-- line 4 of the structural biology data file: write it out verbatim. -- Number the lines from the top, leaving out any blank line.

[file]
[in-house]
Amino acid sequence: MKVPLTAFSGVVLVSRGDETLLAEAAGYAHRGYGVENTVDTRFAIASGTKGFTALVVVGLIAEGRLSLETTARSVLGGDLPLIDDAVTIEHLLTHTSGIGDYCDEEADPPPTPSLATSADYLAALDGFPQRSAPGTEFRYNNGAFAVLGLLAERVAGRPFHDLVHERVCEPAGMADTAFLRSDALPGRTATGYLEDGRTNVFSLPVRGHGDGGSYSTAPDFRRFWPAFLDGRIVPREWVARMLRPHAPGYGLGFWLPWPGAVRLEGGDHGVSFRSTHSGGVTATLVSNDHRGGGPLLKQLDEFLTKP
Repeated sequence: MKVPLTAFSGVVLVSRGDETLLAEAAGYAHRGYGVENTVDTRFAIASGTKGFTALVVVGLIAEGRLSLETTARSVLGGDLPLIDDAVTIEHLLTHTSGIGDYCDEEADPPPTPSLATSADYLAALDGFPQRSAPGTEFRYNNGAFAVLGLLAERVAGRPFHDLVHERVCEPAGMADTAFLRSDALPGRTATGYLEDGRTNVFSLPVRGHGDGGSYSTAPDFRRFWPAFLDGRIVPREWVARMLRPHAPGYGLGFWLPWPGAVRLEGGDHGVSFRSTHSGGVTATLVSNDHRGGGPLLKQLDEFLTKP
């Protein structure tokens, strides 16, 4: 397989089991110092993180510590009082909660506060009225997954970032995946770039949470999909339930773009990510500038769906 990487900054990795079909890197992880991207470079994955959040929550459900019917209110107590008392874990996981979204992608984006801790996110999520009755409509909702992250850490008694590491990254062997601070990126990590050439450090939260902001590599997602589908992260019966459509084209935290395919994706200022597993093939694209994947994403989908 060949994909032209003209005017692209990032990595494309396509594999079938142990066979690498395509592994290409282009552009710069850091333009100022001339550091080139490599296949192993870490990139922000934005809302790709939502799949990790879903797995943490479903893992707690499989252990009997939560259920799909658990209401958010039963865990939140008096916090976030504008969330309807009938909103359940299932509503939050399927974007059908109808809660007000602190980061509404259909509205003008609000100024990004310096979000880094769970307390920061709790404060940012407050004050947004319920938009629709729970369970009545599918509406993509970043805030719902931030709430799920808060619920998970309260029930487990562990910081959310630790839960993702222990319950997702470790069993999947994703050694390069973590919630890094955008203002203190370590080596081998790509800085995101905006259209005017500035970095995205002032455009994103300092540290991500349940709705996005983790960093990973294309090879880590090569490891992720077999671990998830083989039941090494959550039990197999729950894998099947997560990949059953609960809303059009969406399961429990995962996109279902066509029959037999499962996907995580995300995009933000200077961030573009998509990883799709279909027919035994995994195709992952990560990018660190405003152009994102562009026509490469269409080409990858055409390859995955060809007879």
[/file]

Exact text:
């Protein structure tokens, strides 16, 4: 397989089991110092993180510590009082909660506060009225997954970032995946770039949470999909339930773009990510500038769906 990487900054990795079909890197992880991207470079994955959040929550459900019917209110107590008392874990996981979204992608984006801790996110999520009755409509909702992250850490008694590491990254062997601070990126990590050439450090939260902001590599997602589908992260019966459509084209935290395919994706200022597993093939694209994947994403989908 060949994909032209003209005017692209990032990595494309396509594999079938142990066979690498395509592994290409282009552009710069850091333009100022001339550091080139490599296949192993870490990139922000934005809302790709939502799949990790879903797995943490479903893992707690499989252990009997939560259920799909658990209401958010039963865990939140008096916090976030504008969330309807009938909103359940299932509503939050399927974007059908109808809660007000602190980061509404259909509205003008609000100024990004310096979000880094769970307390920061709790404060940012407050004050947004319920938009629709729970369970009545599918509406993509970043805030719902931030709430799920808060619920998970309260029930487990562990910081959310630790839960993702222990319950997702470790069993999947994703050694390069973590919630890094955008203002203190370590080596081998790509800085995101905006259209005017500035970095995205002032455009994103300092540290991500349940709705996005983790960093990973294309090879880590090569490891992720077999671990998830083989039941090494959550039990197999729950894998099947997560990949059953609960809303059009969406399961429990995962996109279902066509029959037999499962996907995580995300995009933000200077961030573009998509990883799709279909027919035994995994195709992952990560990018660190405003152009994102562009026509490469269409080409990858055409390859995955060809007879």